MY BROTHER BRUCIE—AN OLD IRON VISIONARY

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The biggest and best players in the stock market are the guys who combine gut instinct with knowledge to make a sound and profitable decision.

Those guys are visionaries because they can predict where a market is headed with a solid degree of accuracy.

Jerry Sutherland

My brother Bruce was a visionary with old iron—even if he didn’t plan it that way. Brucie has been the topic of a few MyStar pieces in the past because he was a hardcore car guy. He wasn’t alone—three other brothers had the same sickness, and several nephews show the same recessive gene in their DNA.

They have the fleet of old iron to prove it. We all got it from my dad because when he had the space to store them—he had old iron on the property.

This collection/healing line was sold years ago, but here’s a look at the Brucie inventory.

Brucie was an off-the-beaten-path car guy because you’d never see him hovering around a ’69 Camaro at a major collector car auction. He was the guy you’d see at a farm auction bidding on a dusty old grain truck—that was his world. Like I said, this collection/healing line was sold years ago, but here’s a look at the Brucie inventory.

Brucie would be all over stuff that other guys would walk by–yet in the process he bought things that spiked in value over the years. That’s why he had weird (now valuable) stuff like a Honda Cub or a 70s-era trail bike. You couldn’t pay guys to take that stuff away 25 years ago, so Brucie paid next to nothing for these old bikes.

Every farm auction had at least one Power Wagon on the docket 30 years ago–you couldn’t give those away back in the 90s. Brucie knew better. He had one in his “healing line”—destined to be a post-retirement project. I’d like to say this was pure vision on Brucie’s part, but he had a weakness for big, unloved, old trucks—an old Power Wagon was his Kryptonite.

Brucie didn’t limit himself to Power Wagons. He saw the magic in used-up old grain trucks, so he had a few in his inventory—a Chevy and a GMC. They both had clean cabs and I know he paid nearly nothing for them because farm auctions in the 90s had farmers—not online bidders–bidding on the stuff they could use. Brucie was the ace in the deck. 

His Fargo grain truck came with a rock bottom price, very few miles—and no brakes—but that didn’t stop him from making garbage runs with it. That’s how Brucie rolled.  

Brucie was a big Jeep fan—he’d owned used Wagoneers since the 1980s and his collection included a decent J-10. 

Price a Wagoneer or a J-10 today. Brucie was way ahead of the curve on those –he bought them when they were worth a few hundred bucks because AMC was on life support. Nobody could see how insane prices would get on a Jeep J-10, but for Brucie it wasn’t a hedge against inflation—he just liked how they looked.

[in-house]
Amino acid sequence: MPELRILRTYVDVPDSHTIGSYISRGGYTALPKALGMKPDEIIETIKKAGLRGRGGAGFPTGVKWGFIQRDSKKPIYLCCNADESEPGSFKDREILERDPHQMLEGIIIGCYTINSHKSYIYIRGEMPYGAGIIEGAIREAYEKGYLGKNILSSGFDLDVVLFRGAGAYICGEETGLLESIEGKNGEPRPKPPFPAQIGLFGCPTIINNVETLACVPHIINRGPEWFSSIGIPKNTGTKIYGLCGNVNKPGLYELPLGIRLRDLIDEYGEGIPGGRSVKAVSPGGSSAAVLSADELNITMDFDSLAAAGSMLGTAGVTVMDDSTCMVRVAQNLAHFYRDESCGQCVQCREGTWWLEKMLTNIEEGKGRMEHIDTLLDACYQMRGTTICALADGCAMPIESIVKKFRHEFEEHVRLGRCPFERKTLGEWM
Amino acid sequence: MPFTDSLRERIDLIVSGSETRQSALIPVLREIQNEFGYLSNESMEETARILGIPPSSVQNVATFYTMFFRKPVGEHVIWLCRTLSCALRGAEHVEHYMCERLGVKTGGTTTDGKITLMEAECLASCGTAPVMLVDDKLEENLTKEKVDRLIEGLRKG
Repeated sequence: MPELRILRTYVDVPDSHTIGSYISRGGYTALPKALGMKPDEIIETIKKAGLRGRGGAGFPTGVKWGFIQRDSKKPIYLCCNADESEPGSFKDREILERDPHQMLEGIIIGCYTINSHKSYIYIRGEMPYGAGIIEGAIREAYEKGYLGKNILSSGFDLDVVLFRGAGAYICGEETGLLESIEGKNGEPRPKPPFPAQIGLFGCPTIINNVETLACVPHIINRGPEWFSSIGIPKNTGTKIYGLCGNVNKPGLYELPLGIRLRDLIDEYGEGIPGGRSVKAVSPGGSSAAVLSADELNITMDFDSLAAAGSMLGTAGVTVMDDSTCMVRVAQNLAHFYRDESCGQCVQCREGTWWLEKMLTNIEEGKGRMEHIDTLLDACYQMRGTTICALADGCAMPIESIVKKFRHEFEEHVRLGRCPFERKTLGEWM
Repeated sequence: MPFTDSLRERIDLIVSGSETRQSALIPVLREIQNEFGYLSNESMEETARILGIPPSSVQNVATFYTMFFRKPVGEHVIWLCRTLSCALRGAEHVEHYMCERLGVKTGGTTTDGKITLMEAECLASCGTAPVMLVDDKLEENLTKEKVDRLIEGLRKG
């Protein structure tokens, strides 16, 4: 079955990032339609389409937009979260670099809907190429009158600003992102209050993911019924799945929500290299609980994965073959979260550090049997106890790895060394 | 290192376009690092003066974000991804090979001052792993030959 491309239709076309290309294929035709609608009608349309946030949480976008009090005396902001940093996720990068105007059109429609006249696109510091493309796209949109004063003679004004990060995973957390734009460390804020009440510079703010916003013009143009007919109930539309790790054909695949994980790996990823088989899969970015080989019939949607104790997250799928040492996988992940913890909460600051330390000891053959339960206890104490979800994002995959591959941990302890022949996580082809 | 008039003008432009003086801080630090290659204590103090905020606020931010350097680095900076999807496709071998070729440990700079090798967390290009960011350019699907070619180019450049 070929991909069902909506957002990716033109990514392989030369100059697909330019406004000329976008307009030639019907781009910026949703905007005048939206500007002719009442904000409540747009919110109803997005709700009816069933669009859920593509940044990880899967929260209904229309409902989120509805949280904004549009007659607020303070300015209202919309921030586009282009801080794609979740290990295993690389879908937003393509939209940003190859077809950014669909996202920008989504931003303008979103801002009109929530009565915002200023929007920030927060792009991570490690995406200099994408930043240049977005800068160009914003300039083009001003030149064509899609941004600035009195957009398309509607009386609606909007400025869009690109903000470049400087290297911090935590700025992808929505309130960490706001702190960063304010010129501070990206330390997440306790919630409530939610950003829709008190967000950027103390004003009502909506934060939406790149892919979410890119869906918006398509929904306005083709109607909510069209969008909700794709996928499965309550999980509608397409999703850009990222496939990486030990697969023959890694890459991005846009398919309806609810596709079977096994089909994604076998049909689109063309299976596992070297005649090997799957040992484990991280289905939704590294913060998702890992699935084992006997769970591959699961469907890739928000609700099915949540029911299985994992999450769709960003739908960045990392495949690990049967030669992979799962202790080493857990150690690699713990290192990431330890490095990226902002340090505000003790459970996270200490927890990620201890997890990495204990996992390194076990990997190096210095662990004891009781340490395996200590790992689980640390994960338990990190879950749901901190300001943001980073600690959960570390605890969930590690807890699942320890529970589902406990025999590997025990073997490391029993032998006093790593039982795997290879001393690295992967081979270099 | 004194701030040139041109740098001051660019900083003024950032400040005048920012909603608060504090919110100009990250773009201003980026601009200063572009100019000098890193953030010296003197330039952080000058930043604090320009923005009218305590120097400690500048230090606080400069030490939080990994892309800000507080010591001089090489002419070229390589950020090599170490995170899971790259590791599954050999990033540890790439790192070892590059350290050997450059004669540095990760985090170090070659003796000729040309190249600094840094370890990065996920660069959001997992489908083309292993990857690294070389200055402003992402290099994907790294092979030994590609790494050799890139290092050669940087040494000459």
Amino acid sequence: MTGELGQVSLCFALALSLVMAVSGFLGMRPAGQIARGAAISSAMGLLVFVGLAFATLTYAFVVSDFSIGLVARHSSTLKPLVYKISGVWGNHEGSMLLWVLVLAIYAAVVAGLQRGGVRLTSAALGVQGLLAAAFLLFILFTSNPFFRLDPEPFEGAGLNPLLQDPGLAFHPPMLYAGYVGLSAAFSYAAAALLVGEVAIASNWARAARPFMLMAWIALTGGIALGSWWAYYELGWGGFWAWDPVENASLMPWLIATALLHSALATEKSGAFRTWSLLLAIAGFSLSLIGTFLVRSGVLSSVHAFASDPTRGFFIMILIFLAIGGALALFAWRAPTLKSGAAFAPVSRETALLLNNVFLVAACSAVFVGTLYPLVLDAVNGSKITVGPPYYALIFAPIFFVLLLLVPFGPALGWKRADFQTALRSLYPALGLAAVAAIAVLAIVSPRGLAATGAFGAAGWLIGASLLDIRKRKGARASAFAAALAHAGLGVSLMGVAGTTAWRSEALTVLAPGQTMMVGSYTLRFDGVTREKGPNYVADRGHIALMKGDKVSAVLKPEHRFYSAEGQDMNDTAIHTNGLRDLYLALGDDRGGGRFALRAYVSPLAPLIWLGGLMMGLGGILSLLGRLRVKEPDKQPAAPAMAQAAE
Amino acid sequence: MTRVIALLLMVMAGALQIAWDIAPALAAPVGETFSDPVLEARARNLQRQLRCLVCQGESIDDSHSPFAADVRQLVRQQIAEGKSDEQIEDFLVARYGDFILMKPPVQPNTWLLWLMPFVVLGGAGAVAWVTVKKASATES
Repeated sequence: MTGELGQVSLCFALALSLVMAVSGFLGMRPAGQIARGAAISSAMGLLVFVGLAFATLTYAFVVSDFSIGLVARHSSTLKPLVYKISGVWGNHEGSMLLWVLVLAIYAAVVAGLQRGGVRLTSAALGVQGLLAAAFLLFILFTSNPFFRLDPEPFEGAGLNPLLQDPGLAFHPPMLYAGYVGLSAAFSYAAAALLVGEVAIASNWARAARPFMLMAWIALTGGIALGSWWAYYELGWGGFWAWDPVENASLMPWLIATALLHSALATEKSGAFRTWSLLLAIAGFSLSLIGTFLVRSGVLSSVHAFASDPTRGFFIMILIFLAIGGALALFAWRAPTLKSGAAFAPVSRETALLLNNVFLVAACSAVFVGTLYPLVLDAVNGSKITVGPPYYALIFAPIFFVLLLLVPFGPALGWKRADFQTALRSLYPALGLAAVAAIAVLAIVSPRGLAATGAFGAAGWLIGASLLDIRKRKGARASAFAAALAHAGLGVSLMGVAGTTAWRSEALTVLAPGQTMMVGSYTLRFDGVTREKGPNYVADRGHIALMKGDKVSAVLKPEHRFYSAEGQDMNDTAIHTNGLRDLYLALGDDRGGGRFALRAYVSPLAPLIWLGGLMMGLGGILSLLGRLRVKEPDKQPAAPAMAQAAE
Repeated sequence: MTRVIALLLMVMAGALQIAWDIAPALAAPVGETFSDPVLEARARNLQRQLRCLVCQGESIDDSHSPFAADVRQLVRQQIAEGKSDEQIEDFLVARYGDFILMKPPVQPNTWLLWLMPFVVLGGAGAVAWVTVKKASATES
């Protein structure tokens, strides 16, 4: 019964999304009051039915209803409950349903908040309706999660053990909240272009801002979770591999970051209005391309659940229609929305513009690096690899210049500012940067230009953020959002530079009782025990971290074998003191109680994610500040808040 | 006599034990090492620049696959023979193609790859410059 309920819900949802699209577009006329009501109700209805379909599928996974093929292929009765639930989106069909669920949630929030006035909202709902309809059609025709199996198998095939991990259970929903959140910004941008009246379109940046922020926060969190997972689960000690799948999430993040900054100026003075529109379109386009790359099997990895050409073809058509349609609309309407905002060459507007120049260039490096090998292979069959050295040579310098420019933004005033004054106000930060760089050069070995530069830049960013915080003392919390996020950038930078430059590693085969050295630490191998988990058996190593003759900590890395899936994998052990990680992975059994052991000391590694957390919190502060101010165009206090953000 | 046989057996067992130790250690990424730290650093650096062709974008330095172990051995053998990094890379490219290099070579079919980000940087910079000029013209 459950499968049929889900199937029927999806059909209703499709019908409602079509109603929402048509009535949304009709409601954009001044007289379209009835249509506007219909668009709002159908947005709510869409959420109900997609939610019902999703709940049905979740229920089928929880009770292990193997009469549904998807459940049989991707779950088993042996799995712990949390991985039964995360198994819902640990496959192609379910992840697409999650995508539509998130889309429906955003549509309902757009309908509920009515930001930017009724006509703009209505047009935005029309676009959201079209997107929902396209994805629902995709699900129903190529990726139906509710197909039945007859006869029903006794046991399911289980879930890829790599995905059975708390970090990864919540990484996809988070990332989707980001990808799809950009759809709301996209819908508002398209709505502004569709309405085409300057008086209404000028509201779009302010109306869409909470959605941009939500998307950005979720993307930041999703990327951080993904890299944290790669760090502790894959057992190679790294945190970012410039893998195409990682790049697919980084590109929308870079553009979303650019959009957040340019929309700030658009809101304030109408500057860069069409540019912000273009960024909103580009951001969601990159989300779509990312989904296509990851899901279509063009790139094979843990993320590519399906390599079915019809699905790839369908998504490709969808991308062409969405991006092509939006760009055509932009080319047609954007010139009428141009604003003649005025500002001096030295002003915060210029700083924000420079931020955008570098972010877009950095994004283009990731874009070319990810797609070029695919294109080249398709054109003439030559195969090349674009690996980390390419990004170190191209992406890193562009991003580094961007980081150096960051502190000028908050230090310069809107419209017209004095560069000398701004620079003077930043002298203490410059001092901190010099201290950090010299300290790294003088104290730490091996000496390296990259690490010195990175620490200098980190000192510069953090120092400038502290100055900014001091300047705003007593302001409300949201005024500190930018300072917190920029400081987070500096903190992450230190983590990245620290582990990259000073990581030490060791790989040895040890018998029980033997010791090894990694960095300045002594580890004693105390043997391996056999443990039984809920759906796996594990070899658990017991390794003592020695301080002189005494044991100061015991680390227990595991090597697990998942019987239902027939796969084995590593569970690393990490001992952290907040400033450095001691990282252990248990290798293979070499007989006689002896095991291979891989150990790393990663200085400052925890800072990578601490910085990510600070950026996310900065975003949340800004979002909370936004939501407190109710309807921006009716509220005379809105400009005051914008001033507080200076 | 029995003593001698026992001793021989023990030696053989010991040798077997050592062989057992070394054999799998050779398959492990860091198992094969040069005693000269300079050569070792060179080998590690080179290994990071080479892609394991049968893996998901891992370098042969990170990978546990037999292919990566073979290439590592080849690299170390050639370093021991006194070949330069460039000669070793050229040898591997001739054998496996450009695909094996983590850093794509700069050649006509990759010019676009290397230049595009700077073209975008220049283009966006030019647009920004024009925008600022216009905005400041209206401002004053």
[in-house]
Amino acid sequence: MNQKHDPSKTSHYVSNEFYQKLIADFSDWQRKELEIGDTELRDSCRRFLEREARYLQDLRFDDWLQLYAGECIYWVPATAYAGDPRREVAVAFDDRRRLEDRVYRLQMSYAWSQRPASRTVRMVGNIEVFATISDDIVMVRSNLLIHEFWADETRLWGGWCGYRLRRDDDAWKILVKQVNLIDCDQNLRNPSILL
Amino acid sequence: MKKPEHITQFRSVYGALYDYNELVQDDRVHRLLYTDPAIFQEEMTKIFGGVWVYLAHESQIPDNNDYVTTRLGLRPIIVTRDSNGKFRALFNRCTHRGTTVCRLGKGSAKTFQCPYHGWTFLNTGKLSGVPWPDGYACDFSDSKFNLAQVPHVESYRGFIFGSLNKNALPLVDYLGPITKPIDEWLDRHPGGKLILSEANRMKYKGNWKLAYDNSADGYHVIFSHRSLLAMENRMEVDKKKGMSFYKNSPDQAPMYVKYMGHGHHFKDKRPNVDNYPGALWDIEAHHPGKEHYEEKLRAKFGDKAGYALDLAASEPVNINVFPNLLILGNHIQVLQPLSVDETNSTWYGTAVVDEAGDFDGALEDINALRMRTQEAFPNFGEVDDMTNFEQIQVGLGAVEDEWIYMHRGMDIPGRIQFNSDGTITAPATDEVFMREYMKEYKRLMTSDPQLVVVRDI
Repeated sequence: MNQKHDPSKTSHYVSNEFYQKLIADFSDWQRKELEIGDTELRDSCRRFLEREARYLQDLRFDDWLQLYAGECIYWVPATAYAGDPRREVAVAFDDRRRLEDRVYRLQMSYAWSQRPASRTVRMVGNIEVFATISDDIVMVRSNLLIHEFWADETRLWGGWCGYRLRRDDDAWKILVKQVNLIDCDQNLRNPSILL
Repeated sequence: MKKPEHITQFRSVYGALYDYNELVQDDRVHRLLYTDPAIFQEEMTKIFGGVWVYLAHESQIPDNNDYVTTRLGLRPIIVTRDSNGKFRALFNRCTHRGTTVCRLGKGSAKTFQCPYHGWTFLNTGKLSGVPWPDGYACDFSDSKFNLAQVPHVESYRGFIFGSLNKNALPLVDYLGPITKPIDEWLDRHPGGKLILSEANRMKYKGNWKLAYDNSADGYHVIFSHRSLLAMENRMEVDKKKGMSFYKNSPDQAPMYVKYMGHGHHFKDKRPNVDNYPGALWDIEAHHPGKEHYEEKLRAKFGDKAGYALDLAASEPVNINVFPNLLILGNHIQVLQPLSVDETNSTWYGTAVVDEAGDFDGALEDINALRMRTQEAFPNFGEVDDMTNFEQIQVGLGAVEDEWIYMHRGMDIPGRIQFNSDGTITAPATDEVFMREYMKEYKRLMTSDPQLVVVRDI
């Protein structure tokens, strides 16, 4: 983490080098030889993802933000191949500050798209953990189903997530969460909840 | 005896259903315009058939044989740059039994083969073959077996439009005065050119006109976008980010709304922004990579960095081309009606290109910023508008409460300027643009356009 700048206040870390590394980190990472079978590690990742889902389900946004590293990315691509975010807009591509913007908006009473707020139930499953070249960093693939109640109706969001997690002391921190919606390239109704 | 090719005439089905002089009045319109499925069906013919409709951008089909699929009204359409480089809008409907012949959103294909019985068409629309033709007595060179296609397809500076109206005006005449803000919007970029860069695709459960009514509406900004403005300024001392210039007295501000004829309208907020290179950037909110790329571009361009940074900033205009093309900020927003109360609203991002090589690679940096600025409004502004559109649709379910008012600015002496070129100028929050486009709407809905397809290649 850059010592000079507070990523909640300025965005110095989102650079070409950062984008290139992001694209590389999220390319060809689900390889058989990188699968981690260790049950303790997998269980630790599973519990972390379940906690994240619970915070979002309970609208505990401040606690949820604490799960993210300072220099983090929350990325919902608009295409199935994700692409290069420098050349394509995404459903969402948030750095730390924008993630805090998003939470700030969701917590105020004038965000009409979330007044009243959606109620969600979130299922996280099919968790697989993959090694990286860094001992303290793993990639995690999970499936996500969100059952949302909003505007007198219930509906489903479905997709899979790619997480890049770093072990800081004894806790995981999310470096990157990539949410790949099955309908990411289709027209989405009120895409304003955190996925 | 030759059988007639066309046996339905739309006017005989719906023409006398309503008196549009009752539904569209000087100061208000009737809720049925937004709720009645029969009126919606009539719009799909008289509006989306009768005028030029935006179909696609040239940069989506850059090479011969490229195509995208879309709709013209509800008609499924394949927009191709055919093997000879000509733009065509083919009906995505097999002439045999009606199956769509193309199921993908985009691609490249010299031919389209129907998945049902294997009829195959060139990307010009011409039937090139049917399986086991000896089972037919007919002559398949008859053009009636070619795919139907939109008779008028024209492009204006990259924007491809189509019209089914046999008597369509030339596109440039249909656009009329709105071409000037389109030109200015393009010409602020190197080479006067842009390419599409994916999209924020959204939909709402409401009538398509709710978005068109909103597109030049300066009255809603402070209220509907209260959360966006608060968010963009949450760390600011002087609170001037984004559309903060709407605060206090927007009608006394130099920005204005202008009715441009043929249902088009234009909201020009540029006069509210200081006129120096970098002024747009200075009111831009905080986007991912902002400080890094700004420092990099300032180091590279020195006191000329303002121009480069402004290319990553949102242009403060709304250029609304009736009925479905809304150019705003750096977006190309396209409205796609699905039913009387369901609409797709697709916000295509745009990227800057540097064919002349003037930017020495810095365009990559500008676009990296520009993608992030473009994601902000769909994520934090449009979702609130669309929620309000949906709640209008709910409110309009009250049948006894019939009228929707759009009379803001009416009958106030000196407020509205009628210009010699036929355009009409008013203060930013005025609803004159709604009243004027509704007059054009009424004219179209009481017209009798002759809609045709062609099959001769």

There was a 1940 Ford Tudor in the mix at Brucie Motors. It was a decent dry project and Brucie had a nice-looking flattie motor ready for his ’40 Ford project.

He would have burned it before he’d add a 350 small block because–again—that’s how Brucie rolled. He never said what he paid for it, but it was cheap because it was an unfinished project plus he was a riverboat gambler in negotiations.

Brucie had a great car crop but I just wanted to focus on the visionary side, so you’ll notice he had a lot of old trucks.

He had a ’72 Blazer that was project ready. They were cheap 30 years ago—that’s why Brucie brought it home.

Brucie also had three Dodge Ram pickups and a RamCharger from the 80s because again—you couldn’t give trucks like that away in the 90s.

He saw the magic in old trucks long before the wave of price spikes we see today.

I want to end this with the last great example of Brucie vision. He had a box of parts that he called a Haflinger—he had to explain what it was—a German-built ATV. 

Those things have a cult following so the phone rang off the hook when it came up at his estate sale.

I have to admit—I never saw the magic in it—then or now—but I was never a  Brucie-level visionary.   

Jerry Sutherland

By: Jerry Sutherland

Jerry Sutherland is a veteran automotive writer with a primary focus on the collector car hobby. His work has been published in many outlets and publications, including the National Post, Calgary Herald, Edmonton Journal, Ottawa Citizen, Montreal Gazette, Saskatoon StarPhoenix, Regina Leader-Post,  Vancouver Sun and The Truth About Cars. He is also a regular contributor to Auto Roundup Publications.

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